Many good engineers pride themselves on their ability to do quick “back of the envelope” calculations that are accurate enough to be used as the basis for some expedient decisions. The ability to do this stems from experience, where rules of thumb and instinct about the numbers are cultivated, and from good engineering fundamentals which provide the engineer with the tools to develop the right approach and process to do the calculation, even if it is a new problem.
What can be difficult is knowing when and how to question yourself.
I recently came upon a paper (fortunately of limited distribution) where the approach, process and calculations were correct, but all the conversions from metric to English were wrong. Seems that 2.45 was used instead of 2.54 for conversion from centimeters to inches. Though it looked like a case of transposition, in fact the author said that he always thought the conversion was the former. And there lies the potential pitfall to the engineer — assuming he is correct because he always did it that way.
It’s not that I am advocating second-guessing yourself all the time, but rather that periodically we all can use a quick check on some of our fundamental constants, rules of thumb, and calculations methods to both shore up our memories and correct bad habits.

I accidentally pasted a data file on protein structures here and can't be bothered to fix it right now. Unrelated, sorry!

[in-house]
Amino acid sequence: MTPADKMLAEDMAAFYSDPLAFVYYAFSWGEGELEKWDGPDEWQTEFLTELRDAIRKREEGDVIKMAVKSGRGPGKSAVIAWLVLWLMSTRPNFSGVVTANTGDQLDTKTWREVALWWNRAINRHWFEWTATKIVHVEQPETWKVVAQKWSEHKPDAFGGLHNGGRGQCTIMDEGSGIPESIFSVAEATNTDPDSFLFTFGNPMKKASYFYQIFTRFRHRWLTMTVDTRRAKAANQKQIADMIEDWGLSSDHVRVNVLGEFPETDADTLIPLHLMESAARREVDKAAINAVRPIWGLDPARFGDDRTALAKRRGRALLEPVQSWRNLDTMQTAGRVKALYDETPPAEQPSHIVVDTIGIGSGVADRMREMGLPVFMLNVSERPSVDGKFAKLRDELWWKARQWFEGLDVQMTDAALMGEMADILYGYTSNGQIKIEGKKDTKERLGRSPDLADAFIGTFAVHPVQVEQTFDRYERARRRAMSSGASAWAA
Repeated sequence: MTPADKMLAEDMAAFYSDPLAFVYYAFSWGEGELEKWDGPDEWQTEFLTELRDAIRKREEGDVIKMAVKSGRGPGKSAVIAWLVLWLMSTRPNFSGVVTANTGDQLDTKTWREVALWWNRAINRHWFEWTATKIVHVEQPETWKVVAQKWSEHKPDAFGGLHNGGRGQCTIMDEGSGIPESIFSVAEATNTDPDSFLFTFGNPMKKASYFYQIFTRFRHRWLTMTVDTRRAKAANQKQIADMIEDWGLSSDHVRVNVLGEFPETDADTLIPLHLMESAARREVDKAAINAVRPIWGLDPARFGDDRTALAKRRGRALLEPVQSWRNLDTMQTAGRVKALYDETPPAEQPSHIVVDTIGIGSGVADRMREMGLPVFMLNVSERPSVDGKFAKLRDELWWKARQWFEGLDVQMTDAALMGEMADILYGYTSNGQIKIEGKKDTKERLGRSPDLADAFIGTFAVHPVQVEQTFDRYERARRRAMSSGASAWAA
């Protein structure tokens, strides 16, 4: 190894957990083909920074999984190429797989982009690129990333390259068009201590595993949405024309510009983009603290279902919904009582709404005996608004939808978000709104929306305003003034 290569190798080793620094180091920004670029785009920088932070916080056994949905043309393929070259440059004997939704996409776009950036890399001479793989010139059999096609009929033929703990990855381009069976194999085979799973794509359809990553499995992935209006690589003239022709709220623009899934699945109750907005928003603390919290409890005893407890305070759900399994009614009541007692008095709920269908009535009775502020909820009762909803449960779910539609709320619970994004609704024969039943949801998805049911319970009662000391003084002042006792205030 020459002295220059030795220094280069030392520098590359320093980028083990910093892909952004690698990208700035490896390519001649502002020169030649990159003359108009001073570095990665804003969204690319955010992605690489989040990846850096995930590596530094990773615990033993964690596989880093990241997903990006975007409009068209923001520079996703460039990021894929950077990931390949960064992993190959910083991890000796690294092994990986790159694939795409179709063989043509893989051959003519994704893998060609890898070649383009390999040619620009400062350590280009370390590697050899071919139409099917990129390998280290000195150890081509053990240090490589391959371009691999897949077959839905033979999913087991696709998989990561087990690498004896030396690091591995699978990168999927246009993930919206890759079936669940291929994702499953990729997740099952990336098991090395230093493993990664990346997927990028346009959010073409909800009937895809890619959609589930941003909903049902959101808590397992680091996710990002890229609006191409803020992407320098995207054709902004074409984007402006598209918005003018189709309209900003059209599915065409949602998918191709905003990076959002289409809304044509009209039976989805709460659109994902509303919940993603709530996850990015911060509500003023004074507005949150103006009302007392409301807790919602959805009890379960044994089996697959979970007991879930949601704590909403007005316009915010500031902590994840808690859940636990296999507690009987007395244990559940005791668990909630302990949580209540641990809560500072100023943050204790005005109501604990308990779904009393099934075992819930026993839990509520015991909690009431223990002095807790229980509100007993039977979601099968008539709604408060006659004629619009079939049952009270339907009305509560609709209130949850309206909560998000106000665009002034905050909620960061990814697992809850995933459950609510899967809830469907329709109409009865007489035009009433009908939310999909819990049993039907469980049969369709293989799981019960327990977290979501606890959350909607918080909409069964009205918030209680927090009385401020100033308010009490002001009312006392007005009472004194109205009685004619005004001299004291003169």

It is sort of like the driving tests that this country doesn’t periodically give to established drivers. I was in a car with a middle-aged driver who tailgated, didn’t use signals, and cut people off. When I tried to bring this to his attention (while making sure my seatbelt was on), he replied that he had been driving for thirty years. Yes, I thought, but you’ve been driving badly for all those years. His experience didn’t change the fact that he was dangerous driver.
If we have bad habits in our engineering calculations or processes, they need to be caught and corrected before they become part of our experience and thus “correct” in our minds. As engineers we need to understand the limitations of our human minds (especially, I am sorry to say, as we age) and bolster our memories with the tools of our trade such as handbooks and structured calculation processes. Though it may cost a bit in terms of pride, it shouldn’t. As far as I can see, no engineer should be faulted — by herself or anybody else — for checking their work. And while you’re at it, you might want to check those handbooks and spreadsheets too. Nothing is sacrosanct where good engineering is required, and the guys that wrote that handbook may have had some bad habits too.
What do you think? Have you ever found yourself using the wrong value, equations, or process out of habit? How often do you go back to examine your fundamentals? Drop us a comment.